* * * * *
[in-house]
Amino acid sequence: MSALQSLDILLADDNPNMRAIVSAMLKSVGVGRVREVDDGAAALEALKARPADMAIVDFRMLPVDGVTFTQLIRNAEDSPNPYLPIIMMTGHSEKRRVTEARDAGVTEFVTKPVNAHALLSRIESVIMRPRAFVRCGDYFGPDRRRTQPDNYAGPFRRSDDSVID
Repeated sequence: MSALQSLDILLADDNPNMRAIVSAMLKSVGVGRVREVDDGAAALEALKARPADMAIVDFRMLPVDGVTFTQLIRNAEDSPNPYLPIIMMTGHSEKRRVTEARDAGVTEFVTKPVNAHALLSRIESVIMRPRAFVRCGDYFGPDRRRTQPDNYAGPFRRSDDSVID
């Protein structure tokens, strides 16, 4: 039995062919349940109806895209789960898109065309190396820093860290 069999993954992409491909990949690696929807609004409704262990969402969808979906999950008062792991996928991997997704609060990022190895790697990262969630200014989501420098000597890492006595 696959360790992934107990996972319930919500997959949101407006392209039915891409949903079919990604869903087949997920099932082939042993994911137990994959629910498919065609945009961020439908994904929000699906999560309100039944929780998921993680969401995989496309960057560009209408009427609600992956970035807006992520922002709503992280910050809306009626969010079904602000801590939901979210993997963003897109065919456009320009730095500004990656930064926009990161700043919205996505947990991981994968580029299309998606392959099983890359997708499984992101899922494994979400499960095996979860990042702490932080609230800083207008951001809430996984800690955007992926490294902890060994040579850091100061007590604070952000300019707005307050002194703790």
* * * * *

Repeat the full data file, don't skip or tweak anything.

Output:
[in-house]
Amino acid sequence: MSALQSLDILLADDNPNMRAIVSAMLKSVGVGRVREVDDGAAALEALKARPADMAIVDFRMLPVDGVTFTQLIRNAEDSPNPYLPIIMMTGHSEKRRVTEARDAGVTEFVTKPVNAHALLSRIESVIMRPRAFVRCGDYFGPDRRRTQPDNYAGPFRRSDDSVID
Repeated sequence: MSALQSLDILLADDNPNMRAIVSAMLKSVGVGRVREVDDGAAALEALKARPADMAIVDFRMLPVDGVTFTQLIRNAEDSPNPYLPIIMMTGHSEKRRVTEARDAGVTEFVTKPVNAHALLSRIESVIMRPRAFVRCGDYFGPDRRRTQPDNYAGPFRRSDDSVID
């Protein structure tokens, strides 16, 4: 039995062919349940109806895209789960898109065309190396820093860290 069999993954992409491909990949690696929807609004409704262990969402969808979906999950008062792991996928991997997704609060990022190895790697990262969630200014989501420098000597890492006595 696959360790992934107990996972319930919500997959949101407006392209039915891409949903079919990604869903087949997920099932082939042993994911137990994959629910498919065609945009961020439908994904929000699906999560309100039944929780998921993680969401995989496309960057560009209408009427609600992956970035807006992520922002709503992280910050809306009626969010079904602000801590939901979210993997963003897109065919456009320009730095500004990656930064926009990161700043919205996505947990991981994968580029299309998606392959099983890359997708499984992101899922494994979400499960095996979860990042702490932080609230800083207008951001809430996984800690955007992926490294902890060994040579850091100061007590604070952000300019707005307050002194703790």